The project team will quantify the effects of oyster reef closures and other drivers on oyster reef functioning to help managers decide which reefs to close and when restoration is needed.
This project will scope and design a plan to address the uncertainties of restoring seagrasses and associated communities along barrier islands in Louisiana, which will inform the restoration and long-term adaptive management of the Chandeleur Islands.
The project team will address existing limitations and uncertainties in fisheries stock assessments by developing novel model diagnostics and interim assessment methods, which will be incorporated into active stock assessments to reduce the error, uncertainty, and throughput delays associated with overfishing limits and acceptable biological catch estimates.
This project identifies long-term trends in fish, shrimp, cephalopods, and other fauna in the deep-pelagic Gulf of Mexico (open ocean midwaters beyond the continental shelf, from just below the surface to just above the bottom) and provides this information to resource managers responsible for the numerous species that rely on deep-pelagic fauna as prey, including marine mammals.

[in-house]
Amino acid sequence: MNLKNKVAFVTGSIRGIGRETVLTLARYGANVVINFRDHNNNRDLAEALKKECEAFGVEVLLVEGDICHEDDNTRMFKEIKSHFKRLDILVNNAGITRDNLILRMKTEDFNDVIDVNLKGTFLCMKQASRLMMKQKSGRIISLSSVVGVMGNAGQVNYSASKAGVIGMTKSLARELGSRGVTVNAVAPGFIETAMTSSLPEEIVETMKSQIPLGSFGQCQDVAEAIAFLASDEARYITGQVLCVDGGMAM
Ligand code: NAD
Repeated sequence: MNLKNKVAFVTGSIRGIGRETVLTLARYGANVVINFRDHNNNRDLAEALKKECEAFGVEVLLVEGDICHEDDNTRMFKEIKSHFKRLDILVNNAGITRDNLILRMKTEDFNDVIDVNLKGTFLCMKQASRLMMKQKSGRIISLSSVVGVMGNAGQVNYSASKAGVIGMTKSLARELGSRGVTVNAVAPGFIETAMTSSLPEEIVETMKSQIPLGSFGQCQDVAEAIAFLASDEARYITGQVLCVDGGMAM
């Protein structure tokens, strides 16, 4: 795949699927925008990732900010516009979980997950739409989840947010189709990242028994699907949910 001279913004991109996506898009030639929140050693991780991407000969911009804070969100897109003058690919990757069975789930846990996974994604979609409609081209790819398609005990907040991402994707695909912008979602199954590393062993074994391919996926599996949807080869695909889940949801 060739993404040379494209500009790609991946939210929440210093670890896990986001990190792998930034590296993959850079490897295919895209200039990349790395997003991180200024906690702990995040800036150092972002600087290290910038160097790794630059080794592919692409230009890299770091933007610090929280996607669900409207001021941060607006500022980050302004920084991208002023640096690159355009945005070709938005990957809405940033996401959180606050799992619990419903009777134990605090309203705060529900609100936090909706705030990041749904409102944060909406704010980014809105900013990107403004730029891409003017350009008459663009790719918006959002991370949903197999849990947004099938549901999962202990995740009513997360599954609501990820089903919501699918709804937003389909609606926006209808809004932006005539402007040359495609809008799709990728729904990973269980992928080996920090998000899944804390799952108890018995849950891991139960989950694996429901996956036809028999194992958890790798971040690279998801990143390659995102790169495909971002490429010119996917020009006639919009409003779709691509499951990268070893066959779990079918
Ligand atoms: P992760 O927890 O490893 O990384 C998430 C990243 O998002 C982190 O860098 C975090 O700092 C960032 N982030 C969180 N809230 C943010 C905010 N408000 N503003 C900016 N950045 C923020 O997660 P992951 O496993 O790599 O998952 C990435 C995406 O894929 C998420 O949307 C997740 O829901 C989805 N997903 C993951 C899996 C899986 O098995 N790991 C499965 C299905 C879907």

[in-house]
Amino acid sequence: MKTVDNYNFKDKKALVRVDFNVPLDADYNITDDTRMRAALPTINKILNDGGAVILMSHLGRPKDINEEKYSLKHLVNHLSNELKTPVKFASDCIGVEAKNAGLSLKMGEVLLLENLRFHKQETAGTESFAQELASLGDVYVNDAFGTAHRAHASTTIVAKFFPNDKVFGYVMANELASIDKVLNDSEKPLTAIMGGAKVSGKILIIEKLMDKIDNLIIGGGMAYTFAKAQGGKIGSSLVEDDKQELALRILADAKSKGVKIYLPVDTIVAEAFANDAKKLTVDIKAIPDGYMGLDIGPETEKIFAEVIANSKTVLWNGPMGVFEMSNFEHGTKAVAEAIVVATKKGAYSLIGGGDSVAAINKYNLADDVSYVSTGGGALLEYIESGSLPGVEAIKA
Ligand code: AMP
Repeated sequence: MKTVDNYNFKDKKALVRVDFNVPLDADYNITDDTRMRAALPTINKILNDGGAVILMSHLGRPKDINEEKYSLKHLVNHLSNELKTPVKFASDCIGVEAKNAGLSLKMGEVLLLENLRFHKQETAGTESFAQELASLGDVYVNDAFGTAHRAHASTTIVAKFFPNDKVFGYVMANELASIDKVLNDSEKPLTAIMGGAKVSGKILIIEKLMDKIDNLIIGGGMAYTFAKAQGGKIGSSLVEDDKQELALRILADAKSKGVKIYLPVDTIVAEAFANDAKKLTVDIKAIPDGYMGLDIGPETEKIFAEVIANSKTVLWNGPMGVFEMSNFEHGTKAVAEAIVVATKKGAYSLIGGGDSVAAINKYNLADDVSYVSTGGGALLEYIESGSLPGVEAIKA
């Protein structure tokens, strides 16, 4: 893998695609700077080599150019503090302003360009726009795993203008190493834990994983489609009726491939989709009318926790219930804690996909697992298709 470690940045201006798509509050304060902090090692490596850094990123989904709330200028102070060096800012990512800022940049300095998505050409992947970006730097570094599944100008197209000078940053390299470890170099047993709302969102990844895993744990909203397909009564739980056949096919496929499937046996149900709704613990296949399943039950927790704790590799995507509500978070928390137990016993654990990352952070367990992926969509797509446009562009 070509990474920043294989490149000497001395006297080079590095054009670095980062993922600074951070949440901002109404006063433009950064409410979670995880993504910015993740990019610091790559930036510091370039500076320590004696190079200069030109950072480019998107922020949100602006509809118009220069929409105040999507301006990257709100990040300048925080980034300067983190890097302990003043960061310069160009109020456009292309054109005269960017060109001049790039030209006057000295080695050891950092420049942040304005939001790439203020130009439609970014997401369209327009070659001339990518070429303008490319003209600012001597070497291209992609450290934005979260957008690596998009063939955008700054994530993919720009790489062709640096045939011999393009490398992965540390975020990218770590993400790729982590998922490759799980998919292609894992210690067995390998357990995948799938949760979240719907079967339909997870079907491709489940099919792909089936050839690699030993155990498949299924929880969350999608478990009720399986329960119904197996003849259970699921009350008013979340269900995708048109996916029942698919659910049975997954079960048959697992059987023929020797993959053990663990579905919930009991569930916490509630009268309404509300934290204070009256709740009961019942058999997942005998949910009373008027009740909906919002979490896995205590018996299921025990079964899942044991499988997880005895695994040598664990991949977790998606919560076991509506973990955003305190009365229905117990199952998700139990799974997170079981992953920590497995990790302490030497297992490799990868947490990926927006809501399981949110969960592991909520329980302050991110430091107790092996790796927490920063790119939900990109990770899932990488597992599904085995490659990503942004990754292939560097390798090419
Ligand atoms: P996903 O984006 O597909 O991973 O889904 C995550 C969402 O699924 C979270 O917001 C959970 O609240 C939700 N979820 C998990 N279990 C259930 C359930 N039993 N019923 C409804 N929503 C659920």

This project is determining where the corals in different mesophotic and deepwater populations in the Gulf of Mexico originated from, which is critical information for conserving and restoring these important habitats that were damaged by the Deepwater Horizon Oil Spill.
The project team seeks to develop statistical models, analyses, and conceptual models based on laboratory and survey data to help managers conduct more targeted and specific risk assessments of Houston-area bottlenose dolphins potentially injured by releases of polychlorinated biphenyls (PCBs) and dioxins.
This project will explore the feasibility of a freshwater inflow decision tool that will provide managers with a better understanding of the impact of allowing water to flow to the coast, and how to maximize environmental, social, and economic benefits while adapting to changing conditions over time.
This project adapted an existing computer model for assessing the suitability of a site for construction of a living shoreline, applied the model to Perdido Bay/Wolf Bay/Ono Island complex in coastal Alabama; Lake Pontchartrain, Louisiana; and Galveston Bay, Texas, and developed an interactive decision support tool that allows for a rapid assessment of a site.
This project is developing a decision support tool to aid resource managers, municipalities, and a county with decisions related to the preservation and restoration of mangrove, marsh, and beach habitats; water management; and coastal planning, zoning, and land acquisition.